Postcard from the Edge of the Flow

Sitting in luxurious ANA business class seat on the way to Tokyo, I casually flicked through a few channels and decided on a documentary of Hiroshima. The program featured a guy emitting a beam of light from head, who summoned giant paper airplanes for no apparent reason – not the first thing that springs to mind when you say “Hiroshima”, but this was the motto of this little break – just go with the flow.

After a week working in Tokyo, the holiday began in earnest and I welcomed one of my oldest school friends (figuratively and literally) to the tour. Stunning weather accompanied us on trip and the sun beamed down on us as we reached our first stop – Mount Fiji. We first visited some adjacent scenic views points before heading up to Fuji’s Station 5 at 2,500 meters, about 1,300 meters from the summit. Until the hiking season begins in July, this is the highest accessible point but offers little in the way of views, or things to do and see. We frolicked in the snow for a while, but soon descended to see one the best beauty spots in Japan, Lake Ashinoko. However, by the time we got there, the fog had rolled in and we ended up driving 2 hours to see a fog bank – but some consolation was the vending machines which dispensed excellent cans of piping hot coffee. These machines would are everywhere in Japan and sell everything from reasonably priced drinks to panties (used or unused), (really).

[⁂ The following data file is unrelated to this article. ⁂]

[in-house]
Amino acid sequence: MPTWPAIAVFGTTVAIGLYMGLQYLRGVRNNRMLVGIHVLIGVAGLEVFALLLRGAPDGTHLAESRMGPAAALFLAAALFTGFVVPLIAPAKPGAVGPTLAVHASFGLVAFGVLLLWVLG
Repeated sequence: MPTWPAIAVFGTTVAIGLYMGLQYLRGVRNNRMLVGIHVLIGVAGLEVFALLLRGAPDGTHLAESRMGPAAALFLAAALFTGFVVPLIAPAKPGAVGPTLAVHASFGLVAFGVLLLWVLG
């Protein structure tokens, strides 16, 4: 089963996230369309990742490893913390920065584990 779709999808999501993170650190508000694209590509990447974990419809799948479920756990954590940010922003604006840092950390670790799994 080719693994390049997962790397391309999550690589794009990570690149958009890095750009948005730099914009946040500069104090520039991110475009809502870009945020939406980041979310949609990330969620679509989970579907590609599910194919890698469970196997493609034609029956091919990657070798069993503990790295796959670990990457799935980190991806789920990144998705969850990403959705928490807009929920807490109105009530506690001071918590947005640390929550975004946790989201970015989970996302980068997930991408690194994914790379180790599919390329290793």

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From there we took the amazing shinkansen (bullet train) to Hiroshima. The trains themselves are engineering marvels, each axel is powered, so there is no locomotive and the acceleration out of a station is unbelievably smooth and fast. Additionally there are no signals along the track, all is controlled centrally which enables an average speed of over 200km/h even with stops. The 900km journey took just 4 hours 20 minutes and at peak times there is a train every 3 minutes. We had free reign of the whole network thanks to our Japanese Rail passes which paid for themselves multiple times over the week.

Hiroshima, translates as “big island”, but it isn`t one. It sits on 6 rivers and there were two main reasons for us to come here. The Peace Park commemorating the obvious, (although not so obvious from the documentary I saw on the plane) and the most high tech rubbish incineration plant on the planet (really).

The park contains a collection of museums and memorials that draw millions of visitors annually and is incredibly moving. Half of the permanent exhibition was sadly being renovated, but the part we saw was very poignant; remnants of clothing, children’s melted belongings, and outlines of bodies on a wall – all tastefully presented. The visit culminates at Atomic Bomb Dome memorial, the only structure left standing near the bomb’s hypocenter and a UNESCO site. After that the high tech incinerator was much more fun (I was going to say it was a blast, but I am not sure that is appropriate).

With our “go anywhere” rail pass we took trip out to the island of Miyajima, with its beautiful “floating” torii shrine, but upon our return from a trip up to the island summit (via a “ropeway” – a euphemism for cable car, chair lift or any other rope base transportation system) the tide had gone out and the torii was not so floaty, in fact it was stuck in a pile of mud.